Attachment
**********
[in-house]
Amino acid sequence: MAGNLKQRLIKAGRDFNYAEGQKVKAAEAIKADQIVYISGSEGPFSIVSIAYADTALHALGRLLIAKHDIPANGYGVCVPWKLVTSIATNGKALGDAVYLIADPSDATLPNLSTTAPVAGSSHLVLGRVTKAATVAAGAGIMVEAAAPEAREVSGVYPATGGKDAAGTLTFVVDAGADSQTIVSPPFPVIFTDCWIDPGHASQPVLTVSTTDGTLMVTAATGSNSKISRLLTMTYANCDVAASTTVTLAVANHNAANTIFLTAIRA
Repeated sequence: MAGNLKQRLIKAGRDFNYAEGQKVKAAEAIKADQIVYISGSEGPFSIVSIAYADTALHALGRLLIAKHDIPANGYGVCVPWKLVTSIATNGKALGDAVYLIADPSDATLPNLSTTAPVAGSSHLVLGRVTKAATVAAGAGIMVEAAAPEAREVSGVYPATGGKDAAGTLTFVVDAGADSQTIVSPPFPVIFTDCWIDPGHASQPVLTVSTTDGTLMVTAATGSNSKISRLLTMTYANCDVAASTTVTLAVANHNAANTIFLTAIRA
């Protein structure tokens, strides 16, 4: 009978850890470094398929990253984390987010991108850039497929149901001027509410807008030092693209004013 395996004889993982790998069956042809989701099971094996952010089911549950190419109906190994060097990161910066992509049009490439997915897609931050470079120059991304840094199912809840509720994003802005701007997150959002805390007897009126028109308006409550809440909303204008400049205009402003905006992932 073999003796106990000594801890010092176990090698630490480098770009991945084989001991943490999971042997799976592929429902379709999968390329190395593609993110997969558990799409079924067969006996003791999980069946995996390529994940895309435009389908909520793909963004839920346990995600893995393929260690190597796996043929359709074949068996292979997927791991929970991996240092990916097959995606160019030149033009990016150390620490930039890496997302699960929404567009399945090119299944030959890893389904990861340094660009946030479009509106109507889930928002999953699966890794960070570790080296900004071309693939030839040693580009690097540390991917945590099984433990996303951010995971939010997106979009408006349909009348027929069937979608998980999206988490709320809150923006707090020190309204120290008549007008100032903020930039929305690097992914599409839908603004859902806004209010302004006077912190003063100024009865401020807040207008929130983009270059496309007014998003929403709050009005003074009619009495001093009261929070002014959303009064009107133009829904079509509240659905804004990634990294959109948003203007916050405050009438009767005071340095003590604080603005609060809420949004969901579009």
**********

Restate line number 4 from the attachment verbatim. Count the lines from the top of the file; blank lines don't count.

């Protein structure tokens, strides 16, 4: 009978850890470094398929990253984390987010991108850039497929149901001027509410807008030092693209004013 395996004889993982790998069956042809989701099971094996952010089911549950190419109906190994060097990161910066992509049009490439997915897609931050470079120059991304840094199912809840509720994003802005701007997150959002805390007897009126028109308006409550809440909303204008400049205009402003905006992932 073999003796106990000594801890010092176990090698630490480098770009991945084989001991943490999971042997799976592929429902379709999968390329190395593609993110997969558990799409079924067969006996003791999980069946995996390529994940895309435009389908909520793909963004839920346990995600893995393929260690190597796996043929359709074949068996292979997927791991929970991996240092990916097959995606160019030149033009990016150390620490930039890496997302699960929404567009399945090119299944030959890893389904990861340094660009946030479009509106109507889930928002999953699966890794960070570790080296900004071309693939030839040693580009690097540390991917945590099984433990996303951010995971939010997106979009408006349909009348027929069937979608998980999206988490709320809150923006707090020190309204120290008549007008100032903020930039929305690097992914599409839908603004859902806004209010302004006077912190003063100024009865401020807040207008929130983009270059496309007014998003929403709050009005003074009619009495001093009261929070002014959303009064009107133009829904079509509240659905804004990634990294959109948003203007916050405050009438009767005071340095003590604080603005609060809420949004969901579009």